Clydach Vale. At the Boys' School, Clydach Vale, on Thursday last, the students of the Evening School and the Harmony Class of Tony- pandy were entertained. The excellent spread, thanks to the assiduous attention of Mrs. H. Rees, Mrs. D. Rees, Mrs. D. Jones and Miss G. Jones. who presided at the tables, was thoroughly enjoyed. After tea, an entertainment was given, presided over by County Councillor Jas. Evans. Excellent advice was given the students by District Councillor R. S. Griffiths and Mr. David Deer, whilst vocal items were contributed by Mr. C. Robinson and the Melody Quartet. Instru- mental solos were also given by Messrs. T. J. Hughes and D. Hammond. Mr. Percy Matthews' recitation was also thoroughly enjoyed. The remainder of the programme consisted of games. Votes of thanks to the ladies and the chairman concluded a, pleasant evening. The most cordial thanks of the teachers and students are extended to Messrs. L. W. Llewelyn. R. S. Griffiths and J. Evans for so kindly and generously contributing towards the expenses of the social.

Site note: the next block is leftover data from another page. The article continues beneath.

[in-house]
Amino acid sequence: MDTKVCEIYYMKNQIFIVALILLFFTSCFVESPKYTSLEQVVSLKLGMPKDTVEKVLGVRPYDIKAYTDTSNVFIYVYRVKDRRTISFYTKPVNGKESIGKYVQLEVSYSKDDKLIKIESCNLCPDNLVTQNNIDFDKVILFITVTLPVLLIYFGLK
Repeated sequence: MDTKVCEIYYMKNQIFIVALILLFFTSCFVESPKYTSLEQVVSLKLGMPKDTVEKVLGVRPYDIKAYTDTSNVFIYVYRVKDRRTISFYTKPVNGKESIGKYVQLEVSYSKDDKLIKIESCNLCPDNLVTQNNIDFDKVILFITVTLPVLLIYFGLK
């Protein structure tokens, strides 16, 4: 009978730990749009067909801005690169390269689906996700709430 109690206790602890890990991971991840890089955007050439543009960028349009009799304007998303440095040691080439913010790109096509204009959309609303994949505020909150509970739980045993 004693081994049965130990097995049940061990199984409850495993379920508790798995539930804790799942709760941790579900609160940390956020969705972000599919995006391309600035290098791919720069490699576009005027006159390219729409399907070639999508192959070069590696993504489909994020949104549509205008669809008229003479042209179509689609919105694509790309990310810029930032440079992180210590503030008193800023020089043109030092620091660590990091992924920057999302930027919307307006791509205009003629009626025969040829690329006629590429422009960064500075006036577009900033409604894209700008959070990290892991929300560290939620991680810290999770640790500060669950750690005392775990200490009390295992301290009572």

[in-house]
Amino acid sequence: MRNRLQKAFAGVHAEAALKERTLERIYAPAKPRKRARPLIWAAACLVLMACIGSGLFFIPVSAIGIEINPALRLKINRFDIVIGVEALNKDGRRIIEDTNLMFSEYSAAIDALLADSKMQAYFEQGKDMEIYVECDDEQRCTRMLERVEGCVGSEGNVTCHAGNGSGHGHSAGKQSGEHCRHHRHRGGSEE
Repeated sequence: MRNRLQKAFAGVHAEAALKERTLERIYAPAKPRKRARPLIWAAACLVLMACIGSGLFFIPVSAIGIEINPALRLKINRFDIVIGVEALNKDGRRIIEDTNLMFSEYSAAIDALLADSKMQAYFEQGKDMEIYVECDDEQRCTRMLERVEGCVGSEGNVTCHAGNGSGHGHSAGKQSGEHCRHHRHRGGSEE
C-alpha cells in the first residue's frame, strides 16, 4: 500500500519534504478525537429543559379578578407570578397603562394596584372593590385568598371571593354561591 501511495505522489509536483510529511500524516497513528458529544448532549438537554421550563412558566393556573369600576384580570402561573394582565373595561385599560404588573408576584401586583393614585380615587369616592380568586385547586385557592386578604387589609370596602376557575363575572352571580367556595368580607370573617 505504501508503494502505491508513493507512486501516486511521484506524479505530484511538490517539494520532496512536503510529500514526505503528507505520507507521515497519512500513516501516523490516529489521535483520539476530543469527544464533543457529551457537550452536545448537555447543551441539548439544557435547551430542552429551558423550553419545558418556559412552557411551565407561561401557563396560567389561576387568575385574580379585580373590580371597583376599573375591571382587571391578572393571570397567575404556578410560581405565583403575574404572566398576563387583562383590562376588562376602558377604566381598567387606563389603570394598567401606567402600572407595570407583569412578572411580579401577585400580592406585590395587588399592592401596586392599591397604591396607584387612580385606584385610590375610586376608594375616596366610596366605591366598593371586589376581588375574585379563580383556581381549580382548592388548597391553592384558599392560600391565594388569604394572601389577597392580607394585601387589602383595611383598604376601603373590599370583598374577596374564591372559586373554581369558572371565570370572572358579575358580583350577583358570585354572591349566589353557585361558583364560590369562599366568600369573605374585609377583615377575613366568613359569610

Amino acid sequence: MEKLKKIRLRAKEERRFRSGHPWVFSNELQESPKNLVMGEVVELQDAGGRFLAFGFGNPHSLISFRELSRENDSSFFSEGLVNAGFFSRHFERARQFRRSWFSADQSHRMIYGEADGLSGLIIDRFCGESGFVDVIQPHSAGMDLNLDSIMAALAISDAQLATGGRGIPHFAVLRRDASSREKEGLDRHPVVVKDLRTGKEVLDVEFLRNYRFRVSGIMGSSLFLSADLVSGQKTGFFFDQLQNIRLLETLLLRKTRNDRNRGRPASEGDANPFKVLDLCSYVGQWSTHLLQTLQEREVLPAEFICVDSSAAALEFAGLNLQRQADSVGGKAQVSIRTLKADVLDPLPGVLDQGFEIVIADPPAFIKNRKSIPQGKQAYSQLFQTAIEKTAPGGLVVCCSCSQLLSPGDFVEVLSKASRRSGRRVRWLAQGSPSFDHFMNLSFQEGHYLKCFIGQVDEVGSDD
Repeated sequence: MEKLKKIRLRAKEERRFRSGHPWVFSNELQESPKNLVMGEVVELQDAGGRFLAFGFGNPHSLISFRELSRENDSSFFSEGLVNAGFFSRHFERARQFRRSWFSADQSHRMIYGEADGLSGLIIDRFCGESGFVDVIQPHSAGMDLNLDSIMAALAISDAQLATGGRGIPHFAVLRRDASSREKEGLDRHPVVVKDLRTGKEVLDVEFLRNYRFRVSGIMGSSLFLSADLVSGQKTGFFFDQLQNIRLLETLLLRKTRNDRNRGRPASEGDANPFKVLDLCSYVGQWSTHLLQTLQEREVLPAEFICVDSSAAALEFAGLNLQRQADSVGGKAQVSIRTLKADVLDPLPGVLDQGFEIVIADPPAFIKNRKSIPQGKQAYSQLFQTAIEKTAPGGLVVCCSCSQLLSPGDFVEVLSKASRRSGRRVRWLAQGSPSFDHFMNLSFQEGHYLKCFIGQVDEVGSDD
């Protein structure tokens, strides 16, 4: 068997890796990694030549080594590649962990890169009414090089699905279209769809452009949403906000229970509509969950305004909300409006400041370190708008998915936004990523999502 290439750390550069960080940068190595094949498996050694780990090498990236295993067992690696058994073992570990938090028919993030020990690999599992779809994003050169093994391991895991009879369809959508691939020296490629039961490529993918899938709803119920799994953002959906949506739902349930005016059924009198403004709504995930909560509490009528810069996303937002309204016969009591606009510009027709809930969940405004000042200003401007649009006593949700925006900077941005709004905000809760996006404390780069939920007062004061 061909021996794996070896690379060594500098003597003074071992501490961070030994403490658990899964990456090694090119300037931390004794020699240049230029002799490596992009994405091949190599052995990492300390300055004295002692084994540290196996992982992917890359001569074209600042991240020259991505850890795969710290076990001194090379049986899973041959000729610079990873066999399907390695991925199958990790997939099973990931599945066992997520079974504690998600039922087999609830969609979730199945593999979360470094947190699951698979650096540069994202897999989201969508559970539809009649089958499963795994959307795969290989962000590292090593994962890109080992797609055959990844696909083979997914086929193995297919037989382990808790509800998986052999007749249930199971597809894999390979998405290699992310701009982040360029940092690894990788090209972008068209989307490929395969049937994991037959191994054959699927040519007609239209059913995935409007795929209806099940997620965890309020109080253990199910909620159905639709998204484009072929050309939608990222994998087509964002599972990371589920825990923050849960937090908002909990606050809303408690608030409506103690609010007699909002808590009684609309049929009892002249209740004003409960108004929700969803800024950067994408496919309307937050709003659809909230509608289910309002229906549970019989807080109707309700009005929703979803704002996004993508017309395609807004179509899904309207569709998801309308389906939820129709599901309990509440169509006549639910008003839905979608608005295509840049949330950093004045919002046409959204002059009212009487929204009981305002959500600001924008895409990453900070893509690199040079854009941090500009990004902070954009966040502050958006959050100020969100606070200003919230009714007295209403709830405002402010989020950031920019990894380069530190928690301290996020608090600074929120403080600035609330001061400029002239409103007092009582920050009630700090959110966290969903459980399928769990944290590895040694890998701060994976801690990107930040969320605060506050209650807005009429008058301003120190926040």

Pointed out in Swansea. There is no news so good as the news of Hope to the man who has come to believe himself incurable. Many a Tony- pany sufferer from itching, bleeding or protruding piles, eczema, or other tortur- ing skin complaint, will be grateful beyond words to the Swansea woman who so generously comes forward and points out a sure and lasting cure. For several years I have been troubled with eczema, which iffei,-teil my hands and face," says Mrs. E. 0. Coopey, of 20. Western Street, Swansea. Some- times my hands were so bad that I could not touch a piece of silk, and I. was afraid to NaISh my hands. The. irritation was great. I tried many salves and ointments, but I did not obtain any relief until I used Doan's Ointment a. few months ago. I bought a, pot, and dressed my face and hands daily in a week or so the eczema had quite disappeared, and it has never returned. I was so pleased at the result that I have recommended Doan's Oint- ment to other sufferers. (Signed) Emma. Coopey." Doan's Ointment is two shillings and ninepence per pot, or six pots for thirteen shillings and ninepence. Of all chemists and stores, or post 'free direct from the Foster-McClellan Co.. 8, Wells Street, Oxford Street, London, W. Be sure you get the same kind of ointment as Mrs. Coopey had. 4905f